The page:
This will ignore the folder containing the problem descriptions.

Resolve naming conflicts in the same folder#

After researching, I learned that there are two ways to make go build ignore a file in Go source code:

  1. Prefix the file name with an underscore _.
  2. Write //go:build ignore inside the file.

However, both of these methods have a fatal flaw: they display a prominent indicator in the GoLand editor that cannot be turned off, which is unacceptable for perfectionists like us.

Continuing my research, I found that the Leetcode editor extension supports custom code file templates and paths. Moreover, it was mentioned in issue #304 that you can create folders by adding path separators in the custom file name.

Since having flat source code files would result in redeclaration errors, we can create a new folder for each source code file.

First, check the Custom Template option, and then modify the Code FileName to:


This will create the following file structure:

├── 102.Binary-Tree-Level-Order-Traversal
│   └── solution_test.go
├── 103.Binary-Tree-Zigzag-Level-Order-Traversal
│   └── solution_test.go
├── 104.balabala
│   └── solution_test.go

Now we have achieved isolation of file names for each code file.

Easy debugging#

Thanks to the extension's custom code template feature and region code submission mechanism, we can easily debug our code.

Region code submission: The extension maintains two fixed comments as the starting and ending points of the submission area. Only the code between these two comments will be submitted.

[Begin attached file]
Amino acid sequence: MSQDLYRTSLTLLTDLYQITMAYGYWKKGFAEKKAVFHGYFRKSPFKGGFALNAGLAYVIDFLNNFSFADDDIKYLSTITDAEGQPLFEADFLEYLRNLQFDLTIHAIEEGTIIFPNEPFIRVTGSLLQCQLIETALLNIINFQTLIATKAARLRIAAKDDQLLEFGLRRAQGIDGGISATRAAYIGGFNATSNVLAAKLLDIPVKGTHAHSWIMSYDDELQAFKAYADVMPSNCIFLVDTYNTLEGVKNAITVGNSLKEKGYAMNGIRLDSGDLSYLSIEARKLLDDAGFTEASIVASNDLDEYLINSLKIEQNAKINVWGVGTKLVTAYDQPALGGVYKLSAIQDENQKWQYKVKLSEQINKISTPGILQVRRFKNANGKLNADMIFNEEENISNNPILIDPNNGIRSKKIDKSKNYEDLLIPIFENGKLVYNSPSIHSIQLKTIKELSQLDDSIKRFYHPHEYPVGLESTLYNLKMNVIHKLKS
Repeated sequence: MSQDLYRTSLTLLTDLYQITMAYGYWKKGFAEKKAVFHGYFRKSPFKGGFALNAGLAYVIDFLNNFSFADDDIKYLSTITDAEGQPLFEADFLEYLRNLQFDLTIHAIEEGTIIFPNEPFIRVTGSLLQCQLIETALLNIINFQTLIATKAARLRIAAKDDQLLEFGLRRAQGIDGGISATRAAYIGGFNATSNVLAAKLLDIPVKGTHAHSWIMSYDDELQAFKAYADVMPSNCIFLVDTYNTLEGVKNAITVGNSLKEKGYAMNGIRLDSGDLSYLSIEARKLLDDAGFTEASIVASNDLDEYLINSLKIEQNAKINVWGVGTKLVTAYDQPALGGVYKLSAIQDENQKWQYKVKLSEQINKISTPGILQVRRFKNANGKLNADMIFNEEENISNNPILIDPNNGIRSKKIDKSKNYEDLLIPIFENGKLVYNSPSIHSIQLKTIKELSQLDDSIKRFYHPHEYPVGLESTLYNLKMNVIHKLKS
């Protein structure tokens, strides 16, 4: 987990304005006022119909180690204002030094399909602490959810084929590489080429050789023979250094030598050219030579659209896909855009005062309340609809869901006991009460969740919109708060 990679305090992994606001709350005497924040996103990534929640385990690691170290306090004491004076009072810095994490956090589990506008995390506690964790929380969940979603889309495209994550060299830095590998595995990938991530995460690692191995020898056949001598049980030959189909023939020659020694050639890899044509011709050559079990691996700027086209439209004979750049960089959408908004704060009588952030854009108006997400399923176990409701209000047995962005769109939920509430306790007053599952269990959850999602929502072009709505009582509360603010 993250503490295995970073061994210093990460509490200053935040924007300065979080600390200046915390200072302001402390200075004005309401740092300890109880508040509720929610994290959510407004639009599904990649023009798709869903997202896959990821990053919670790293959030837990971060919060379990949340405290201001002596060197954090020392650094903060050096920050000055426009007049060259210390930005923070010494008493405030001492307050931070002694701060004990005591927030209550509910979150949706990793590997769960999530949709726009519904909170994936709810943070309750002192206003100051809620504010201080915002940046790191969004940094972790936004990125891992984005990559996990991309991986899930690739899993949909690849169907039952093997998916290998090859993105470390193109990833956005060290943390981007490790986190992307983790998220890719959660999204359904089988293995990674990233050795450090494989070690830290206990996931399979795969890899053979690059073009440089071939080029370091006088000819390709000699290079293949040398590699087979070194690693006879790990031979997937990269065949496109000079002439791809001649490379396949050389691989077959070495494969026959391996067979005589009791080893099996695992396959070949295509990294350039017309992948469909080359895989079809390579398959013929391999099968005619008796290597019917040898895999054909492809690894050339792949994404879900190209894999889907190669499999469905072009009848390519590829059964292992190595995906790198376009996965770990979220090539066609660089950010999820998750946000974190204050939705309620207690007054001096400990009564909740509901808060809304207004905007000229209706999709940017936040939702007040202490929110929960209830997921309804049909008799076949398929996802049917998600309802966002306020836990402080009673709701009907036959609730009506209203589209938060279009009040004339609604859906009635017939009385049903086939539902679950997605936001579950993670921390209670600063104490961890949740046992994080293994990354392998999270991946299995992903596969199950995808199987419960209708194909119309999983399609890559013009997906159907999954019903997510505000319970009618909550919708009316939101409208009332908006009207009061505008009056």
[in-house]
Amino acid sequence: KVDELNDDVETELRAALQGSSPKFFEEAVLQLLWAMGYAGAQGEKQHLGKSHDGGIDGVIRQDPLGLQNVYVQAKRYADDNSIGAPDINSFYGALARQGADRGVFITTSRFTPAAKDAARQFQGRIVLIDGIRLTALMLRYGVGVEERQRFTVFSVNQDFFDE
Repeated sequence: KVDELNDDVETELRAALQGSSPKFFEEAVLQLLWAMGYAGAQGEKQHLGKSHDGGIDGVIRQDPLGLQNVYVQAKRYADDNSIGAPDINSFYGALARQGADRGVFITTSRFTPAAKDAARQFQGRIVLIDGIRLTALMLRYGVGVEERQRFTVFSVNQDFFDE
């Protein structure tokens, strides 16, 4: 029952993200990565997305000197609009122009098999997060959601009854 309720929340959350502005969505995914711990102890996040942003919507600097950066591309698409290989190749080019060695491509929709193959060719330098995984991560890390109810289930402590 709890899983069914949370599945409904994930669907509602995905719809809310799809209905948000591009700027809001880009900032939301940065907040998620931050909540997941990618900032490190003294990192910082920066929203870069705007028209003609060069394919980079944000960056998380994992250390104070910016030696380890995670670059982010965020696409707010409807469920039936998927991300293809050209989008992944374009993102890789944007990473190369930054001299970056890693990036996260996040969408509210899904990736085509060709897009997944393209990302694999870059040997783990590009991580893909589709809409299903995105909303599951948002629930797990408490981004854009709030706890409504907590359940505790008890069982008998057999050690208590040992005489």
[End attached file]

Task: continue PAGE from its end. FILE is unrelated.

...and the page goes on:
We can place the debugging part (such as unit tests or a main function) outside the submission area, so it won't affect the submitted code.

Here is a simple template that needs to be filled in the Leetcode plugin configuration under the Code Template field:

package leetcode




func Test$!velocityTool.camelCaseName(${question.titleSlug})(t *testing.T){

This way, you only need to write the sample inputs and outputs inside the test function and click run.

Here is an example of a file generated using this template:

package leetcode


//Given a positive integer array nums, return the length of the longest prefix of the array such that it is possible to remove exactly one element and the remaining elements are all equal in frequency. 
// If after removing one element there are no remaining elements, it is still considered that every element has the same frequency (i.e., 0 times). 
// Example 1: 
//Input: nums = [2,2,1,1,5,3,3,5]
//Output: 7
//Explanation: For the subarray [2,2,1,1,5,3,3], if we remove nums[4]=5, we will get [2,2,1,1,3,3], which has equal frequency of each element.
// Example 2: 
//Input: nums = [1,1,1,2,2,2,3,3,3,4,4,4,5]
//Output: 13
// Constraints: 
// 2 <= nums.length <= 10⁵ 
// 1 <= nums[i] <= 10⁵ 
// Related Topics Array Hash Table 👍 64 👎 0

//leetcode submit region begin(Prohibit modification and deletion)
func maxEqualFreq(nums []int) int {

//leetcode submit region end(Prohibit modification and deletion)

func TestMaximumEqualFrequency(t *testing.T){

An example of implementing the algorithm in the file and debugging it locally is shown in the image below:


At this point, the solution is quite perfect.

Migration of the old code repository#

Although the old code will no longer be debugged, it still has value. I chose to organize them into the same directory structure.

  1. Set up the Leetcode editor plugin following the above process.

  2. Clone the existing flat code repository and move all the code and the .git folder to $DIR/leetcode/editor/cn/.

  3. Write a simple Python script to migrate the source code:

    import os
    files = os.listdir('.')
    for file in files:
        items = file.rsplit('.', 1)
        if len(items) != 2:
        name, extension = items
        if extension != 'go':
        os.rename(file, f'{name}/solution_test.go')
  4. git add & git commit & git push